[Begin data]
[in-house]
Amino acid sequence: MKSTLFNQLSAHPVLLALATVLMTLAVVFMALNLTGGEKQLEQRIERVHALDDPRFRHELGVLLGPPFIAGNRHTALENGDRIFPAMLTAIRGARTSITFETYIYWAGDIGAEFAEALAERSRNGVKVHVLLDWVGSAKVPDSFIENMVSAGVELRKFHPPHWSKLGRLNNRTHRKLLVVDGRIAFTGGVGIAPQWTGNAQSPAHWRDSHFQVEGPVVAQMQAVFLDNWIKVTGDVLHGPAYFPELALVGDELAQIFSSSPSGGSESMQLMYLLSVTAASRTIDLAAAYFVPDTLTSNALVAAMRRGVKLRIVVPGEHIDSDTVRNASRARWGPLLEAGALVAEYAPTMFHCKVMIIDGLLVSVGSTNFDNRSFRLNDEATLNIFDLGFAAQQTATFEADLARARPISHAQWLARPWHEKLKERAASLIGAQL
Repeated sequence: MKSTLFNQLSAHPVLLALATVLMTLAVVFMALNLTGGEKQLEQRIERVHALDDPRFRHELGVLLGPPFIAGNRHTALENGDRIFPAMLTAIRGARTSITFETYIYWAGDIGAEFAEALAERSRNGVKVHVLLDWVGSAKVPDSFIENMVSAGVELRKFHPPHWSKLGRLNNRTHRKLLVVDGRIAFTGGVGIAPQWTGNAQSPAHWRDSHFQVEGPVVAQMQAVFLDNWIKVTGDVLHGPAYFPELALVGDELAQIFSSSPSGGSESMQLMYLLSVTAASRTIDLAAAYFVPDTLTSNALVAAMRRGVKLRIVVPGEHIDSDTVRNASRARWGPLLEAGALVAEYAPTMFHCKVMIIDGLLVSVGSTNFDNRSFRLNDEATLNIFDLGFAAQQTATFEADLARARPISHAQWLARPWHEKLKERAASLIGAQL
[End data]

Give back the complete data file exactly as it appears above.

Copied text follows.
[in-house]
Amino acid sequence: MKSTLFNQLSAHPVLLALATVLMTLAVVFMALNLTGGEKQLEQRIERVHALDDPRFRHELGVLLGPPFIAGNRHTALENGDRIFPAMLTAIRGARTSITFETYIYWAGDIGAEFAEALAERSRNGVKVHVLLDWVGSAKVPDSFIENMVSAGVELRKFHPPHWSKLGRLNNRTHRKLLVVDGRIAFTGGVGIAPQWTGNAQSPAHWRDSHFQVEGPVVAQMQAVFLDNWIKVTGDVLHGPAYFPELALVGDELAQIFSSSPSGGSESMQLMYLLSVTAASRTIDLAAAYFVPDTLTSNALVAAMRRGVKLRIVVPGEHIDSDTVRNASRARWGPLLEAGALVAEYAPTMFHCKVMIIDGLLVSVGSTNFDNRSFRLNDEATLNIFDLGFAAQQTATFEADLARARPISHAQWLARPWHEKLKERAASLIGAQL
Repeated sequence: MKSTLFNQLSAHPVLLALATVLMTLAVVFMALNLTGGEKQLEQRIERVHALDDPRFRHELGVLLGPPFIAGNRHTALENGDRIFPAMLTAIRGARTSITFETYIYWAGDIGAEFAEALAERSRNGVKVHVLLDWVGSAKVPDSFIENMVSAGVELRKFHPPHWSKLGRLNNRTHRKLLVVDGRIAFTGGVGIAPQWTGNAQSPAHWRDSHFQVEGPVVAQMQAVFLDNWIKVTGDVLHGPAYFPELALVGDELAQIFSSSPSGGSESMQLMYLLSVTAASRTIDLAAAYFVPDTLTSNALVAAMRRGVKLRIVVPGEHIDSDTVRNASRARWGPLLEAGALVAEYAPTMFHCKVMIIDGLLVSVGSTNFDNRSFRLNDEATLNIFDLGFAAQQTATFEADLARARPISHAQWLARPWHEKLKERAASLIGAQL